Blue Jays made the best of a bad situation with Roberto Osuna
The Blue Jays traded Roberto Osuna to the Houston Astros on Monday in a deal that can be described as making the best of a bad situation.
As the deadline grew closer to Roberto Osuna‘s return to the Blue Jays, admittedly I got a little more on edge. I knew that there would be a section of the fan base that would welcome him back with open arms, but I was also certain there would be some backlash against the club for putting him back on the field this season.
We don’t have to worry about how it’ll go down anymore.
The Blue Jays solved the problem on Monday by sending Osuna to the Houston Astros ahead of the non-waiver trade deadline later today. The trade was a bit of a shocker for several reasons, even if their match with the Astros on a trade made a great deal of sense on paper. Houston needed a closer and they have big playoff aspirations, and Osuna definitely fits the mold of what they need from a performance standpoint.
More from Jays Journal
- Matt Chapman has been exactly what the Blue Jays needed
- Blue Jays: The goalposts are moving in the right direction
- Single-A Dunedin Blue Jays advance to the Championship Series
- Blue Jays: Comparisons for Alek Manoah’s Second Season
- Blue Jays: Adam Cimber, the unlikely decision King
Where he no longer fit was with the future of the Blue Jays, even if he has three years of club control remaining. It’s not that the team couldn’t have used him, but I honestly believe they’re better served moving on from the PR battle that would come with having him around, at least for quite a while. As things stand, Osuna’s court proceedings haven’t even played out completely, but he’s allowed to return to the field on August 4th once his 75 game suspension has been served.
The Blue Jays could have tried to re-endear him to their fan base, but it would have taken a lot of work, and there would have been a lot of hard feelings. After guys like Gregg Zaun, Kelly Gruber, and others have been swiftly dealt with for indiscretions (granted, not by the front office), it would have felt like a bit of a double standard in keeping Osuna around. The organization and all of baseball have tried to hold themselves to a high standard of personal conduct, and the allegations against the young closer put the Blue Jays in a difficult spot.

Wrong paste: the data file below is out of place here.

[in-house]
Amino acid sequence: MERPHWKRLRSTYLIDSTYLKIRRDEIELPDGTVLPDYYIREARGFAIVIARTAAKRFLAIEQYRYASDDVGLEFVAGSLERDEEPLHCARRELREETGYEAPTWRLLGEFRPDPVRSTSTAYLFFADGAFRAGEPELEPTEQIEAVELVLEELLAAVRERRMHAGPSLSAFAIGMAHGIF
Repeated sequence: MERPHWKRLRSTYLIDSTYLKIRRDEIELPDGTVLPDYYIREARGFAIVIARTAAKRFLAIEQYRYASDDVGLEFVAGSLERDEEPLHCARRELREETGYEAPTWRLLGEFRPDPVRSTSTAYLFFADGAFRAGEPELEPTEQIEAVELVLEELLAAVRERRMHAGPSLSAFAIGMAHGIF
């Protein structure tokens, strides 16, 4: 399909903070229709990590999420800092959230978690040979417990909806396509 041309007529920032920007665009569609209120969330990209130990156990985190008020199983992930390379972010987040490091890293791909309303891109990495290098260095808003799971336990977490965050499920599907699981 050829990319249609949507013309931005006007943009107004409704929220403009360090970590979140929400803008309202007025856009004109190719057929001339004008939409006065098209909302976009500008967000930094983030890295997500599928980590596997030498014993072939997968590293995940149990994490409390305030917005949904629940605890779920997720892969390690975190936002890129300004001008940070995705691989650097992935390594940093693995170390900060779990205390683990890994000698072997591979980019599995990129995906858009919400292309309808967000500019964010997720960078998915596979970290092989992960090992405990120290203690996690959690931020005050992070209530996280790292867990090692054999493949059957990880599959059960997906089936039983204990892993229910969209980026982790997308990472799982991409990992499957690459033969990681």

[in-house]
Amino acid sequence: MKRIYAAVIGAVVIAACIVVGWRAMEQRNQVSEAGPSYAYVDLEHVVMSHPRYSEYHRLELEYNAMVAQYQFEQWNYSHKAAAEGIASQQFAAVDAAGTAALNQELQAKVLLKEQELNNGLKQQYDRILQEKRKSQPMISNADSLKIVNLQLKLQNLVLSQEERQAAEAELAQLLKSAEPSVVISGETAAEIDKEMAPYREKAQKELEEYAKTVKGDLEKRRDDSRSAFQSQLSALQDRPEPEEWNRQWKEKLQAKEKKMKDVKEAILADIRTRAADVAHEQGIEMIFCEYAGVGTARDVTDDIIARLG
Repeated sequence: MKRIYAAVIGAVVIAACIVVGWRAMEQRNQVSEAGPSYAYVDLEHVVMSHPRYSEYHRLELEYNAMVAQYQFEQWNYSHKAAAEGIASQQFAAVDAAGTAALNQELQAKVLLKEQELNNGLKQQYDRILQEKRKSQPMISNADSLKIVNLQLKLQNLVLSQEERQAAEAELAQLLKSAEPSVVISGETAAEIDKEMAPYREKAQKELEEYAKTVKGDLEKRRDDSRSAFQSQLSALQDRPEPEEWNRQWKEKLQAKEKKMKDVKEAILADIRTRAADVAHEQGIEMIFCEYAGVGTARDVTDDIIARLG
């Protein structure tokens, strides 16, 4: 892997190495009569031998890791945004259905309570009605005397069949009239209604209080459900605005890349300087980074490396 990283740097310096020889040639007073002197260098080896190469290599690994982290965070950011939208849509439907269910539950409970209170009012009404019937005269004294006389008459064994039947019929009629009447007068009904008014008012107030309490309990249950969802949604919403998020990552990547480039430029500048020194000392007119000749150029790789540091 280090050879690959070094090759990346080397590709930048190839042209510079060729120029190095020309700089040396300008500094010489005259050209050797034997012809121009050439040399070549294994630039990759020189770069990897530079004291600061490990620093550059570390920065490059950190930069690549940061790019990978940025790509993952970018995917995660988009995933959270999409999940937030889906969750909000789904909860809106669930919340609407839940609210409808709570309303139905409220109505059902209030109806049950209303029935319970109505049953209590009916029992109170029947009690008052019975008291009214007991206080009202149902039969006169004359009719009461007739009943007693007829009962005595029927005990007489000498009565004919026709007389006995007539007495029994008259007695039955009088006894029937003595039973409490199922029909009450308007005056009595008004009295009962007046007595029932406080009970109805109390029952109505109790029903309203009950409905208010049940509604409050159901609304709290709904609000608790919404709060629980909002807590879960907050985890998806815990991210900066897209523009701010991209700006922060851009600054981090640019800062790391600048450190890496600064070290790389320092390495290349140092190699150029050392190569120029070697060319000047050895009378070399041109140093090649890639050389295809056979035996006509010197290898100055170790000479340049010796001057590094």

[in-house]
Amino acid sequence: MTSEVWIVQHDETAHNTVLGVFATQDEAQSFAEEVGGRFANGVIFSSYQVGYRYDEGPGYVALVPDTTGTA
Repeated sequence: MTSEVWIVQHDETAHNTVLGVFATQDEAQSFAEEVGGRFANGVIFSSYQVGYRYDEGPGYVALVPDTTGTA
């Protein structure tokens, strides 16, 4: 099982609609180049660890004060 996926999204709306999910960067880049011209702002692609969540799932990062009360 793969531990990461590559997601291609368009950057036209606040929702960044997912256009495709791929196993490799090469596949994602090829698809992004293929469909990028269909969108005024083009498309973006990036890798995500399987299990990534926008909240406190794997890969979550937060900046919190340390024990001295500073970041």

It’s always a debate when a professional athlete messes up, and the employing team has a lot to evaluate before they proceed. Some situations are worse than others, and while we don’t know for certain what went down with the 23 year old and the other party involved that night, the situation doesn’t look good at all, even if he still maintains his innocence, and will do so throughout the trial. I’ll even allow for the possibility that he’s completely innocent, and will prove as much once the court proceedings have come to a conclusion. Even then though, I still support the Blue Jays moving on from the headache around this situation, and what the decision means for the franchise.
It’s incredibly difficult to come back from something like this, even if you are innocent, and Osuna and the Blue Jays both would have faced a lot of public wrath. The fact that he was scheduled to return before the legal proceedings were even resolved made it that much more difficult. In theory every person should be innocent until proven guilty, but it’s not that easy, especially in the era of social media. Some fans have already written him off in their hearts and minds, while others feel completely the opposite. Moving on removes that divide in the fan base, and the negative distraction that would have inevitably accompanied his return.
The trade also allows the young man to get a fresh start with a new franchise, and assuming the legal issues don’t derail his career, he can likely move on and hopefully have learned some valuable lessons. That wouldn’t have been nearly as easy in Toronto, both because of the pain the fan base felt with the disappointing news (and yes also the rumours), but also just simply the fact that they’re the only Canadian franchise, and that affects how the organization has to view and treat it’s fan base as well. Let’s just say that this sort of thing might be overlooked a little more easily in some other sections of North America.
Add up that the Blue Jays arguably won’t need to put huge emphasis on their closer as they rebuild over the next couple of years, that Osuna only has three years remaining, and that they managed to get a pretty solid return, especially given the circumstances, and this feels like a big win for Ross Atkins and Mark Shapiro even if it truly stinks to give up a player as talented as Roberto Osuna. That said, value is relative to the immediate moment, and things changed forever back in May when he was arrested and put on leave.
For what it’s worth, I can honestly say I hope that Osuna is innocent and can eventually put the last few months of his life behind him. I hope that he can prove his innocence and go on to have a successful career in Houston, and wherever else he may land beyond that. As I said above however, I still think it’s the best decision for all parties involved including Osuna, the roster going forward, and most importantly, the fans. Making a statement as an organization was important here, and their current status as non-contenders made that a lot easier.
All things considered, I believe the Blue Jays made the best of a bad situation, and if we’re being fair as fans here, that’s all we can really ask for.